Simon Fraser University virologist Masahiro Niikura and his doctoral student Nicole Bance are among an international group of scientists that has discovered a new class of molecular compounds capable of killing the influenza virus.
Working on the premise that too much of a good thing can be a killer, the scientists have advanced previous researchers' methods of manipulating an enzyme that is key to how influenza replicates and spreads, reports Science Daily.
Their new compounds will lead to a new generation of anti-influenza drugs that the virus' strains can't adapt to, and resist, as easily as they do Tamiflu.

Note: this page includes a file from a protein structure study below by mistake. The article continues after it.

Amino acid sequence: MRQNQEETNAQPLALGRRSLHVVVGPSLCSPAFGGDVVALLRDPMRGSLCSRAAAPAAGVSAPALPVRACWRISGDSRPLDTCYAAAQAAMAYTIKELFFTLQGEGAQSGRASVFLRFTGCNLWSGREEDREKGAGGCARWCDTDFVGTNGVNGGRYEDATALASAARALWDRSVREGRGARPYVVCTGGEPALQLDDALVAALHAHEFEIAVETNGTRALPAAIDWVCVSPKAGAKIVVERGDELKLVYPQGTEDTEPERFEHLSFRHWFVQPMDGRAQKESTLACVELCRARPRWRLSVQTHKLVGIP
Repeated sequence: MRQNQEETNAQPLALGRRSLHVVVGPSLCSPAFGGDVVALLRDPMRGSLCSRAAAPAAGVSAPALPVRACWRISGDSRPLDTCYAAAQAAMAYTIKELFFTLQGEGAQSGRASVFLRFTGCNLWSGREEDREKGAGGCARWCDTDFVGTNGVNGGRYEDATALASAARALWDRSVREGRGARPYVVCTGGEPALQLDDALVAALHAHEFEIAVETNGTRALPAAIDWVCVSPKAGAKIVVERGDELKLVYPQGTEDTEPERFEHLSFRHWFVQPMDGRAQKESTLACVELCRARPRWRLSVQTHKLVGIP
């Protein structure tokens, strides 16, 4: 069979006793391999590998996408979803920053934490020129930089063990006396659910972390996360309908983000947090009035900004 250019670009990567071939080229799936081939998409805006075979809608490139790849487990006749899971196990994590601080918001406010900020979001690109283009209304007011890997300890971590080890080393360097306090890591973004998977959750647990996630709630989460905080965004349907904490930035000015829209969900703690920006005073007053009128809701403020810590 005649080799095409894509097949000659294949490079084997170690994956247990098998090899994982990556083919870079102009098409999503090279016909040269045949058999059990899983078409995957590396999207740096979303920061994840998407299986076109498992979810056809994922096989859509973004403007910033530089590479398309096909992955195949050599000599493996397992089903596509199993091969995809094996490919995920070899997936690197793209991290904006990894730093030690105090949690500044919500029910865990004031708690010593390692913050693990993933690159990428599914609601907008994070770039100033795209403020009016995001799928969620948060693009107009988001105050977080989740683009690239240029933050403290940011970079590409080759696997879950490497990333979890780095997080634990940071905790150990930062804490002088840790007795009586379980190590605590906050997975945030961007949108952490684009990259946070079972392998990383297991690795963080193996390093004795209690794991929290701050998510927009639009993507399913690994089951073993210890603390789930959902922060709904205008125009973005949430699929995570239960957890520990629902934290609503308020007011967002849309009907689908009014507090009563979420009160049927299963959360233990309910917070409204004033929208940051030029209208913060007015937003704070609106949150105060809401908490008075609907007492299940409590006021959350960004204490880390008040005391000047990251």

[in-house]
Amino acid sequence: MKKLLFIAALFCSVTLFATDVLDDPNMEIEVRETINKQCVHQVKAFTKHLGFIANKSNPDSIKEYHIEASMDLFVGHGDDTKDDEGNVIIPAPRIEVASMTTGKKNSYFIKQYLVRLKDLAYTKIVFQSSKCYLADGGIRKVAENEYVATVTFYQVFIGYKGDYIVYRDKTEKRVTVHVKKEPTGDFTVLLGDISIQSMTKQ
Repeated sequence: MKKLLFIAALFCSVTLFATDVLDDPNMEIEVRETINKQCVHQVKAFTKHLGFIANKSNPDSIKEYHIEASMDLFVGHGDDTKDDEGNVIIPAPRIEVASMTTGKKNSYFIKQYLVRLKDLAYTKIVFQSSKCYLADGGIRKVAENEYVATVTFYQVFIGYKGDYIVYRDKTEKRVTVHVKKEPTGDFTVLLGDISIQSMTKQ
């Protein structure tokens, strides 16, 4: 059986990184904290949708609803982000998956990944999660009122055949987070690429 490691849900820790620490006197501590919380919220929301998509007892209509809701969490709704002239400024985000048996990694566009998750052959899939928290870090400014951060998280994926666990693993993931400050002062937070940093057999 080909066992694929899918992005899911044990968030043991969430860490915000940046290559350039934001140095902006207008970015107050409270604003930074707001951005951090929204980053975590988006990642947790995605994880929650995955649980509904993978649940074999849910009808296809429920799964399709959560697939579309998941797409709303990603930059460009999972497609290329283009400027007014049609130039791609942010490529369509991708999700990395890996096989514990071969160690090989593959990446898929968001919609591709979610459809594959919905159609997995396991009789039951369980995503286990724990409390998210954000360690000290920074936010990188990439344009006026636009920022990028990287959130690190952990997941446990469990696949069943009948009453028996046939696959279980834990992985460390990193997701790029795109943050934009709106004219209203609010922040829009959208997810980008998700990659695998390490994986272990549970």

It's an anti-influenza drug that is becoming less effective against the constantly mutating flu virus.
The journal Science Express has just published online the scientists' study, revealing how to use their newly discovered compounds to interrupt the enzyme neuraminidase's facilitation of influenza's spread.
The new compounds are also more effective because they're water-soluble.
"They reach the patient's throat where the flu virus is replicating after being taken orally," said Niikura, a Faculty of Health Sciences associate professor.